No matter what you earn in a year, if you’re raising a child, then saving money is going to be a huge part of your life. You’ll save for diapers, school supplies, soccer cleats, and college. To help in your frugal efforts, here is a master list of how to save money.
Many of these tips came from real parents discussing this important topic via SavingAdvice.com.
How to Save Money – 35 Top Ways for Parents to Save Money
This is one of those articles that can be a useful resource for you, time and time again. As you read through, there will be things you can apply to your life today, but some tips may not apply til later. I suggest you bookmark or pin this post to ensure you have access to you it later.
- Switch to bank accounts with no fees.
- Cancel unused memberships.
- Cancel subscriptions. Examples include magazines, newspapers, online entertainment, dating, or networking memberships.
- Skip the cafe and bring home brewed coffee to work.
- Eat out less; cook at home more.
- Save money on your electricity bill. Install a smart meter (some libraries loan them out for free) to measure how much electricity your appliances are using. You could be saving more by simply unplugging what you can.
- Contact your cell phone provider to ask how to save money on your bill. They may have a discount plan to offer.
- When other phone companies cold call you, ask if they can beat your current company’s price.
- Are you looking at a phone for your child that’s only to be used for emergencies? Try buying a prepaid phone rather than something on contract.
- Comparison shop. This is huge for every major purchase in your life – from cribs to colleges.
- Don’t buy “convenient foods” when you can make something from scratch. Frozen meals are quicker to prepare but you pay for the convenience and they’re often much less healthy for you.
- Buy in bulk versus smaller quantities at traditional supermarkets (Costco, Amazon’s Subscribe and Save).
- Batch your meals on the weekends. By preparing a large quantity of breakfast or snack foods during the weekend, you’re setting up your week to be more frugal and freeing up a considerable amount of time.
- Save those pennies and dimes. Designate a family piggy bank for all your coins. When it’s full, go do something fun together.
- Don’t balk at used items. Yard sales, thrift stores, and online garage sales may have just the items you’re looking for at a fraction of the price. Children’s clothing is a prime example, especially when they’re very young. They grow so fast!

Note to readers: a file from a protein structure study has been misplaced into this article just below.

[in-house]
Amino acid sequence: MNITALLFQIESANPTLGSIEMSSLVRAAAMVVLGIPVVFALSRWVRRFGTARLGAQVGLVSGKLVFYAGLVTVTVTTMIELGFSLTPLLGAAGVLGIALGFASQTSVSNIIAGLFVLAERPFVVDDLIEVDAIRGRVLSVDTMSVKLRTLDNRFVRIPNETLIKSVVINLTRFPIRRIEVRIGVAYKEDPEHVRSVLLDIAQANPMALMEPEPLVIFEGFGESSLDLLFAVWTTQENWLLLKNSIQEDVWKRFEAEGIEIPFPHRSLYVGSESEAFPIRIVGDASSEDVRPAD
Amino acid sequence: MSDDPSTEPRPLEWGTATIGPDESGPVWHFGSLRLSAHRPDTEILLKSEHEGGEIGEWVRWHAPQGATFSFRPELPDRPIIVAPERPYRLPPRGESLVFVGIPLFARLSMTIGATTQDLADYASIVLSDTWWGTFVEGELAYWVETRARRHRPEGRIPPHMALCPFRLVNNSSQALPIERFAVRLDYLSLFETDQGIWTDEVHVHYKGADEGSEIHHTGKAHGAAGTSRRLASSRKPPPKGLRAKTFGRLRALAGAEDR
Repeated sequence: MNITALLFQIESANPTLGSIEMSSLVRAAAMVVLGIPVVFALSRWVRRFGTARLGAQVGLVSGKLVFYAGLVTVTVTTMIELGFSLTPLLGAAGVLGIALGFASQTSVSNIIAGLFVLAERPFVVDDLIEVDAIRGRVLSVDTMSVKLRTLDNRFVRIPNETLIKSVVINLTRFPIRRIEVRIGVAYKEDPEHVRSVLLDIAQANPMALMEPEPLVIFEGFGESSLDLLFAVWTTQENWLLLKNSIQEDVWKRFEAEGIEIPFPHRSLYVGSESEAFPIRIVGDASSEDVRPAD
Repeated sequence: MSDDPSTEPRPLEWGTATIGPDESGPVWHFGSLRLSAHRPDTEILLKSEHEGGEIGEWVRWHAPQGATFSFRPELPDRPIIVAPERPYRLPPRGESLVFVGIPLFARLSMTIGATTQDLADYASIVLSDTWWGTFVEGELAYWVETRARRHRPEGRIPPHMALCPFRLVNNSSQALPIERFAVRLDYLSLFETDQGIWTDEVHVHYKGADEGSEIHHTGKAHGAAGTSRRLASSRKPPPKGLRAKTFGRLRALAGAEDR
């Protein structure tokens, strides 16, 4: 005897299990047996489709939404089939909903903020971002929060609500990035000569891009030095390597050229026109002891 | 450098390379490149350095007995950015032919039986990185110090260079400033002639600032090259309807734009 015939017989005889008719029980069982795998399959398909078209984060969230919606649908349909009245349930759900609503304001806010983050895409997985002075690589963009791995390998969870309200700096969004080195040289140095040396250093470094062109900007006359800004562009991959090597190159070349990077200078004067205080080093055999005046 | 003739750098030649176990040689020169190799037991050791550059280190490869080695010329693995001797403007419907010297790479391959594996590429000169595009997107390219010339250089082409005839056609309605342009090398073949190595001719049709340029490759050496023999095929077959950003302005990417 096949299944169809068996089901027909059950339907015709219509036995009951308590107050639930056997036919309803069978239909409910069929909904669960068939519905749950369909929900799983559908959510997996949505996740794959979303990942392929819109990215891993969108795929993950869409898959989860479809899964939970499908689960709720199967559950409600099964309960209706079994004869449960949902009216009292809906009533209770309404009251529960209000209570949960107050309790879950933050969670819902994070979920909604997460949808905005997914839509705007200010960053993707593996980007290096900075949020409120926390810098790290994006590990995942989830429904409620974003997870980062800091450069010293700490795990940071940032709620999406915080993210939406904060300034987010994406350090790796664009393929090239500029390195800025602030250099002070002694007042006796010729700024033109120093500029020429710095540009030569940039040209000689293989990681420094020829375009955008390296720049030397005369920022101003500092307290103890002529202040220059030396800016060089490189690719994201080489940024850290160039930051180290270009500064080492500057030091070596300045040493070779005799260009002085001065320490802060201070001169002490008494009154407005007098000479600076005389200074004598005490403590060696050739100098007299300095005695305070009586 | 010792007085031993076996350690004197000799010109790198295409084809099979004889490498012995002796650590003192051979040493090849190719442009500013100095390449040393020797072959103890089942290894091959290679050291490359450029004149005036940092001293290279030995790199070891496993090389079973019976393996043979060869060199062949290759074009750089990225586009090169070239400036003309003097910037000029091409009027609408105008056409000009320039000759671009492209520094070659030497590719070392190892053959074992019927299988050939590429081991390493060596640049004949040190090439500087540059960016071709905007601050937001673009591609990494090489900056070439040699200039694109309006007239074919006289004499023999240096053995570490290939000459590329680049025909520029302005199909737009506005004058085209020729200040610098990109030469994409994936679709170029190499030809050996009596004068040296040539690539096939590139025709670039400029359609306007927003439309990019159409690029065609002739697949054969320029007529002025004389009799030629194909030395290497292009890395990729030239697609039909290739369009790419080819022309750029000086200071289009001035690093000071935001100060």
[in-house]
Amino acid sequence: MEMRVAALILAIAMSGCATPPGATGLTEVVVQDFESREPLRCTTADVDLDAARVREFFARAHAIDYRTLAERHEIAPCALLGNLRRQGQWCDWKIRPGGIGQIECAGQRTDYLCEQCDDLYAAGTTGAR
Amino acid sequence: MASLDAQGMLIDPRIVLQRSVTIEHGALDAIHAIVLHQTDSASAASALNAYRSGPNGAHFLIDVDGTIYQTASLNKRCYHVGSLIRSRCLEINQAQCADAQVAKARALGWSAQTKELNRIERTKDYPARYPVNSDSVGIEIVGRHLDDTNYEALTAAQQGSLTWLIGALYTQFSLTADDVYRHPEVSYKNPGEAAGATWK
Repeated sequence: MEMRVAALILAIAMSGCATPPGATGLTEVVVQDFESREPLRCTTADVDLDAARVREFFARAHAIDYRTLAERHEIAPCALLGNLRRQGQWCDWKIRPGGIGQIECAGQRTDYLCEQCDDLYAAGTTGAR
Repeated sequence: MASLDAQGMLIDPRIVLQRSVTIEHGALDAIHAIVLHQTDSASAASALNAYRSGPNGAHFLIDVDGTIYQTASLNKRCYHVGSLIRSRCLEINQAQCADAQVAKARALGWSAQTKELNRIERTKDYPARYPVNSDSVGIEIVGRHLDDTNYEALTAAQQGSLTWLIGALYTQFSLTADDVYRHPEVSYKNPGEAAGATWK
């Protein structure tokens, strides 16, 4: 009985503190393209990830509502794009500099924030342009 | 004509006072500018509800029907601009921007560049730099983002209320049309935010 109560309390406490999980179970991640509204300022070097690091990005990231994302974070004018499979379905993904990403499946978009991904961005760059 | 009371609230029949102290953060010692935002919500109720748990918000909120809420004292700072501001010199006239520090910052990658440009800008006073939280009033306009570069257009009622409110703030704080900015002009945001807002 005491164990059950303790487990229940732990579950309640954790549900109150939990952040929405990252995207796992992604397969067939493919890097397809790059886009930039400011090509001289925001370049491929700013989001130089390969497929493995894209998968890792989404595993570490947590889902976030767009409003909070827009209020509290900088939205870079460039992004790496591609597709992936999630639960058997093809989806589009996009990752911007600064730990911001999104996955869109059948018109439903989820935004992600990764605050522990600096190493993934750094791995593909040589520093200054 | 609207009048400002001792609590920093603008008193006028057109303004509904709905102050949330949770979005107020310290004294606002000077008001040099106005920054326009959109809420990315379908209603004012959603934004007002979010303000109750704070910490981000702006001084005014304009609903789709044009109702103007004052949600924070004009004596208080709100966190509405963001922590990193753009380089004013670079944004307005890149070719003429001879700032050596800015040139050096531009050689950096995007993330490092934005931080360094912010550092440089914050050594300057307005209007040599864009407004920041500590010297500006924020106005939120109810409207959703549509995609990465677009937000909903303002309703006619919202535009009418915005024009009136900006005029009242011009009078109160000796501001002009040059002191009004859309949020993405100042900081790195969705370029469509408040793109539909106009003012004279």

- Whenever you can, shut off your heat or air conditioning and throw open those windows. You’ll save a considerable amount on your utility bill in the long run.
- Get creative with transportation. Can you carpool, ride a bike, or even walk to work? These may seem like extremes, but they’re also fantastic ways to save money on gas as well as preserve the life of your vehicle.
- Reconsider that credit card “deal.” As popular as it is to accumulate airline miles or to snag that 30% savings at Kohl’s consider the long-term drawback your experiencing.
- Be mindful of your spending habits. If you’re bringing home a paycheck, but there’s nothing left at the end of the week to drop into savings, then it’s time to dig in and evaluate what you’re really spending.
- Clip or download coupons. Apps like Cartwheel or Paribus or RetailMeNot can give you convenient methods for saving on weekly expenses.
- Wait at least 24 hours before making a large purchase. Give yourself a chance to come down from your “fever” to make a more thought-out decision.
- Check your wallet. By knowing how much money you have before you walk out the door, you’ll be aware of what you can and cannot spend throughout that day.
- Pack your lunch.
- Find some free hobbies.
- Identify wants versus needs.
- Lower your car insurance by combining policies or paying it annually instead of monthly.
- Learn how to save money on child-related taxes. See a full run-through of your options here.
- Launch a “No-Spend Challenge”. Choose a spending category (i.e. fast food) and set a time for not spending any money in that category.
- Try the 52-Week Money Challenge. Learn how to save over $1,300 a year here.
- Use a monthly budget. I know from experience that this will help you conquer debt more quickly and save money before you ever spend money elsewhere.
- Find deep discounts on Amazon merchandise through SnagShout.com.
- Don’t spend your tax return; save it.
- Automate a monthly transfer into savings. You’re much more likely to stick with it!
- Pay $100 extra on your mortgage each month. This doesn’t save money in the short-term, obviously, but you’ll save thousands in interest over time.
- Get accountability. However you’re saving money for your family, one of your most powerful tools is support. Not only does my spouse hold me accountable on a continual basis, but I love feeding off the positive energy in a supportive Facebook group of like-minded savers called “Your Debt Freedom Family.” We only discuss things related to our families and our finances – no spam or marketing. If you’d like to join, you can do so here!
The biggest progress I made when I was trying to figure out how to save money as a parent was remembering my “Why.” In my case, it was the little one growing rapidly in my tummy. She didn’t know it at the time, but my first child gave me strength, every day, to cut back, live on the budget, and save. It was worth it for her.
What’s one money-saving tip you’d add to this list? We’d love to hear about it in the comments below!
Are you a stay-at-home mom? Check out these bonus resources just for you!
- 10 Steps to a Successful Stay-at-Home Mom Budget
- How to Afford Your Dream of Becoming a Stay-at-Home Mom
- 14 Online Jobs for Stay-at-Home Moms (That Are Worth Your Time)
- 13 Ways for Stay-at-Home Moms to Save Money
- Loans for Stay-at-Home Moms – What Are YOUR Options?
- The SAHM Budget Test: How to Afford to Be a Stay-at-Home Mom